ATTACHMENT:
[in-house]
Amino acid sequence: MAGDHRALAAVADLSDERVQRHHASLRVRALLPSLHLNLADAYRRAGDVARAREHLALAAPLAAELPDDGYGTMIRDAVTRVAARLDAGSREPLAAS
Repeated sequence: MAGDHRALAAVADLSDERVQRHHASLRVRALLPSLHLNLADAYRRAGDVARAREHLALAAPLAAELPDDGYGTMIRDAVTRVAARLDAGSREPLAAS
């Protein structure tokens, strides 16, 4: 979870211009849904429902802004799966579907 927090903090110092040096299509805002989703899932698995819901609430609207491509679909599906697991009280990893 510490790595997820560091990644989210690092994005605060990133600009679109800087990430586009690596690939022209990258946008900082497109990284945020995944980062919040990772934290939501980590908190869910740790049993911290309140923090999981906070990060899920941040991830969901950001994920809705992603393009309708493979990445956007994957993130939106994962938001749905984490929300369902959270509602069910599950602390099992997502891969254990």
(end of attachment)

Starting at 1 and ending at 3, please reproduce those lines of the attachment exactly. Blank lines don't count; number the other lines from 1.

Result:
[in-house]
Amino acid sequence: MAGDHRALAAVADLSDERVQRHHASLRVRALLPSLHLNLADAYRRAGDVARAREHLALAAPLAAELPDDGYGTMIRDAVTRVAARLDAGSREPLAAS
Repeated sequence: MAGDHRALAAVADLSDERVQRHHASLRVRALLPSLHLNLADAYRRAGDVARAREHLALAAPLAAELPDDGYGTMIRDAVTRVAARLDAGSREPLAAS